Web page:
Mast producing trees

Thank you so much, this was very interesting. I was actually born in Madrid (I’m not telling you when though!) but moved around various parts of europe and finally settled in the UK when I was 6. I dont remember an awful lot of the few years I was in spain, but the delicious smell of spanish food always seems to ring a bell in me or something. It’s weird how I dont remember anything except the smells,isn’t it! I even found a whole internet site dedicated to spanish recipes , which gave me great delight and thought I really should to share. Anyway, thank you again. I’ll get my husband to add your cast to my rss app…

Black walnuts make attractive but somewhat troublesome additions to the woodlot or home landscape. The leaves, roots, husks, and woody parts of the tree contain a toxin called juglone that is harmful to many other plant species, including many common garden plants. The toxicity may spread well beyond the tree’s drip-line and last in the soil for years after the tree dies or is removed. In nature, the toxicity helps protect the tree’s “territory” and ensure that it gets enough sunlight, but in the garden or woodlot, it can be a real bother. The Michigan State University Department of Horticulture offers a substantial list of plants that can and cannot be grown near walnuts .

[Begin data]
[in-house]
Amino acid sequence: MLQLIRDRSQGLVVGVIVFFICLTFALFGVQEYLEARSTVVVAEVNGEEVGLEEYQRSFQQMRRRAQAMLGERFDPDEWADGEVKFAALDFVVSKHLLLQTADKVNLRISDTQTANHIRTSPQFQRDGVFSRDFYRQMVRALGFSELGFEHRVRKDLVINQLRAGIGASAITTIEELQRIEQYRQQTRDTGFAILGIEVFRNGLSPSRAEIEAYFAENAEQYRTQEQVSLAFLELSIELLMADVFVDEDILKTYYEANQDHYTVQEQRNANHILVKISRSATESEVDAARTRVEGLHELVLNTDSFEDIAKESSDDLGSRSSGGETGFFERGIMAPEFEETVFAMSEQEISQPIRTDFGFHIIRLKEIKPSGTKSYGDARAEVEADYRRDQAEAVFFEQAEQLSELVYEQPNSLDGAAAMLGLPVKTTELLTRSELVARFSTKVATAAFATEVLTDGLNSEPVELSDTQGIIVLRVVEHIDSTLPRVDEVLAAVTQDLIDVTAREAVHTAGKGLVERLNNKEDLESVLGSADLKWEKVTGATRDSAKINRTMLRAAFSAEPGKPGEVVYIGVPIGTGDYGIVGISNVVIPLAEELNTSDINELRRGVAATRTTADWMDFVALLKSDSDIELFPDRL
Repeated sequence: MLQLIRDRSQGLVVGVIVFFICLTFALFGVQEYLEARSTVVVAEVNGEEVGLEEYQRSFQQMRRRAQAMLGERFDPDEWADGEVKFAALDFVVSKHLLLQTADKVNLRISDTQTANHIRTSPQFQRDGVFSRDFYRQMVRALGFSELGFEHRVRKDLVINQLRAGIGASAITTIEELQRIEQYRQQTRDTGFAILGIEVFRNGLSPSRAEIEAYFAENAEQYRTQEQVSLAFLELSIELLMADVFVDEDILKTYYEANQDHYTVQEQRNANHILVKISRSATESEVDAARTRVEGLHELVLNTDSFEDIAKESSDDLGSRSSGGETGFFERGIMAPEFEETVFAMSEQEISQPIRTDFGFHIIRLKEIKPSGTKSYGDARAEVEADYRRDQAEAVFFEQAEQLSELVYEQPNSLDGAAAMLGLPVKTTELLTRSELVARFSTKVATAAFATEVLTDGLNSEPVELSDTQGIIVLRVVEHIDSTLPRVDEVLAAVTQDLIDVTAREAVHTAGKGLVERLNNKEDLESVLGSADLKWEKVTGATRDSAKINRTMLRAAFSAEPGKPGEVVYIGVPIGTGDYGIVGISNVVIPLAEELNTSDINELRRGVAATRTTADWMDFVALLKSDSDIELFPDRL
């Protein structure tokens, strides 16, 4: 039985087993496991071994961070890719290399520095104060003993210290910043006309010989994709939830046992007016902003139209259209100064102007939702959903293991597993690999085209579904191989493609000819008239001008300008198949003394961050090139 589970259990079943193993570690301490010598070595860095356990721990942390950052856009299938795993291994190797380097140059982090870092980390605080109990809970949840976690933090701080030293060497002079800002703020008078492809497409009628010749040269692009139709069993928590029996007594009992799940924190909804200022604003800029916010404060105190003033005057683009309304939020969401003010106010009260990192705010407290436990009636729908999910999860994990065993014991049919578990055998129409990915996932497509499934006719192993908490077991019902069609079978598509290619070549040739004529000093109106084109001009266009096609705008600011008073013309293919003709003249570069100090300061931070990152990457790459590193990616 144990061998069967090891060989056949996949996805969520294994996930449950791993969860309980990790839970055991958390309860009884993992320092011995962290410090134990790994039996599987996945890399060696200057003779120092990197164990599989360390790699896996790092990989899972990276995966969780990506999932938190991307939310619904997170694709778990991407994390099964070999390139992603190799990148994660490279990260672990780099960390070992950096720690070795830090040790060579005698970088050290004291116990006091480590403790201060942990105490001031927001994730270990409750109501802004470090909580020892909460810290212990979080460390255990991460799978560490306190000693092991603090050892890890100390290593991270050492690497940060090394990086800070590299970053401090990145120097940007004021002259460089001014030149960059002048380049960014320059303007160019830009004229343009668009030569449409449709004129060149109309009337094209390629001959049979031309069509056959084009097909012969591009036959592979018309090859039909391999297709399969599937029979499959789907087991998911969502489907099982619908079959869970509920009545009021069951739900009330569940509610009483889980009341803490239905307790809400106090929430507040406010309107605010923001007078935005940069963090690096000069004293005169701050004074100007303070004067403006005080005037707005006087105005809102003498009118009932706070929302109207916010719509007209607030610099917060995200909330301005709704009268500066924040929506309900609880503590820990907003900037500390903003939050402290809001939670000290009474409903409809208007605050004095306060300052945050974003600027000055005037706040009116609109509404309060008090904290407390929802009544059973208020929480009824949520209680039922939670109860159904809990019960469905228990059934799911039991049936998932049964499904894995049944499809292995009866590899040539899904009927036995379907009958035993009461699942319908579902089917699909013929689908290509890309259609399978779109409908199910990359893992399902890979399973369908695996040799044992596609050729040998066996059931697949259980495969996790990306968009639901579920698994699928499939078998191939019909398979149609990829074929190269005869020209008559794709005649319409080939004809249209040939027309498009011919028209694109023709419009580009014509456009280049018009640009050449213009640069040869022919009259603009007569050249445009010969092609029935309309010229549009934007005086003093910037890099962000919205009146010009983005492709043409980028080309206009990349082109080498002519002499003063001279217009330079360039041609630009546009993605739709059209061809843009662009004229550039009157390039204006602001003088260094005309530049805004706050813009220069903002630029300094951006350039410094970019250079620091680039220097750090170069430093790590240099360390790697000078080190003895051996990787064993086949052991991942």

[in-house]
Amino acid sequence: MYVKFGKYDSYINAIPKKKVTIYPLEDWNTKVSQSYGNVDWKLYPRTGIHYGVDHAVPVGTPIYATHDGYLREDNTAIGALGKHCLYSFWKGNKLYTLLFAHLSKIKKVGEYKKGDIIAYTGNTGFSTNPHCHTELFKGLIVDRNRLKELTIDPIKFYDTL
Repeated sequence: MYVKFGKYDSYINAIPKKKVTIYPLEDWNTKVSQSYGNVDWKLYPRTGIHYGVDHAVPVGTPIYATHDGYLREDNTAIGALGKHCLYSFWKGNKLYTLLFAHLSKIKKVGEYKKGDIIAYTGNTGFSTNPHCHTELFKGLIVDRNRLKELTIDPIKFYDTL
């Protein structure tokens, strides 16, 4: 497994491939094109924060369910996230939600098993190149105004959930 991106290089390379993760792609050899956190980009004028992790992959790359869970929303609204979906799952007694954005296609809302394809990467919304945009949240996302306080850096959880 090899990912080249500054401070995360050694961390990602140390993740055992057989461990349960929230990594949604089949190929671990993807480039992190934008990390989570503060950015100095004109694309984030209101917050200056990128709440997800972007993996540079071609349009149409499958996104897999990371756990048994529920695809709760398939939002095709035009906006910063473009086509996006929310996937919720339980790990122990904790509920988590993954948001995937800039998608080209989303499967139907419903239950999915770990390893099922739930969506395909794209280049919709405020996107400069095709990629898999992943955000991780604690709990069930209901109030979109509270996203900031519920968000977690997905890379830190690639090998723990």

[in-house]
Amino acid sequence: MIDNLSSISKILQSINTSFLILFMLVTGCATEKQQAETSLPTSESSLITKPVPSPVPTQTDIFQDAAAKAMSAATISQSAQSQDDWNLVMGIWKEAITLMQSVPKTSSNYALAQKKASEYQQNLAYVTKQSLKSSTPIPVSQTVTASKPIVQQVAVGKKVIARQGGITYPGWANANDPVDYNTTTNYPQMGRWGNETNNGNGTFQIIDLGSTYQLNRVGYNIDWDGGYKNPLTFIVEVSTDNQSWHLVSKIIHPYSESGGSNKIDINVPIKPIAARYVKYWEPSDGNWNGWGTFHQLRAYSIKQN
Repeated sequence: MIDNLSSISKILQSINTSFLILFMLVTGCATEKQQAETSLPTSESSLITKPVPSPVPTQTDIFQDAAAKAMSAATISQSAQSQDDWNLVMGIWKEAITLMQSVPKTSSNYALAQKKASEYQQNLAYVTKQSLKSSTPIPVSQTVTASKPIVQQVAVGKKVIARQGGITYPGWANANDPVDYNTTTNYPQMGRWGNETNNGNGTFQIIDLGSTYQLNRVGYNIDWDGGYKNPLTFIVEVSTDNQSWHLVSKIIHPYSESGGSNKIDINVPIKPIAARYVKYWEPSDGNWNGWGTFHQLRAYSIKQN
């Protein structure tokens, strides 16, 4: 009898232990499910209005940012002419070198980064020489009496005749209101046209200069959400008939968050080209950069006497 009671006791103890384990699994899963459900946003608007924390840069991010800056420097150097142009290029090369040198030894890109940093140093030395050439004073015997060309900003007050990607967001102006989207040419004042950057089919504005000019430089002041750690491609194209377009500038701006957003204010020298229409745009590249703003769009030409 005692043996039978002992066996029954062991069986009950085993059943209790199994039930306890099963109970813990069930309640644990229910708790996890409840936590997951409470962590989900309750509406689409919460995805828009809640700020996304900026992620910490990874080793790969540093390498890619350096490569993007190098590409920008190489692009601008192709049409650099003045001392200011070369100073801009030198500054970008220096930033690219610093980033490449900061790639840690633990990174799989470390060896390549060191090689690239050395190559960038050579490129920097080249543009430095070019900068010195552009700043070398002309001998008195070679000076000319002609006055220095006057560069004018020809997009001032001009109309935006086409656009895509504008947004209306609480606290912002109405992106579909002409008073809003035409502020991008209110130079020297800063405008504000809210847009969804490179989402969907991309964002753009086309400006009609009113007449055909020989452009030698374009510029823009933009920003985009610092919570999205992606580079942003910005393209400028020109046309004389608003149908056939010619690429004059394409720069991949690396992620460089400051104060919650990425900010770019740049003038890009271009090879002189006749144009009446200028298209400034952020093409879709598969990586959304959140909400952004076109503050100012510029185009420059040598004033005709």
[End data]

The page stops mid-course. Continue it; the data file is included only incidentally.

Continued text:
Mast producing trees

mast producing trees

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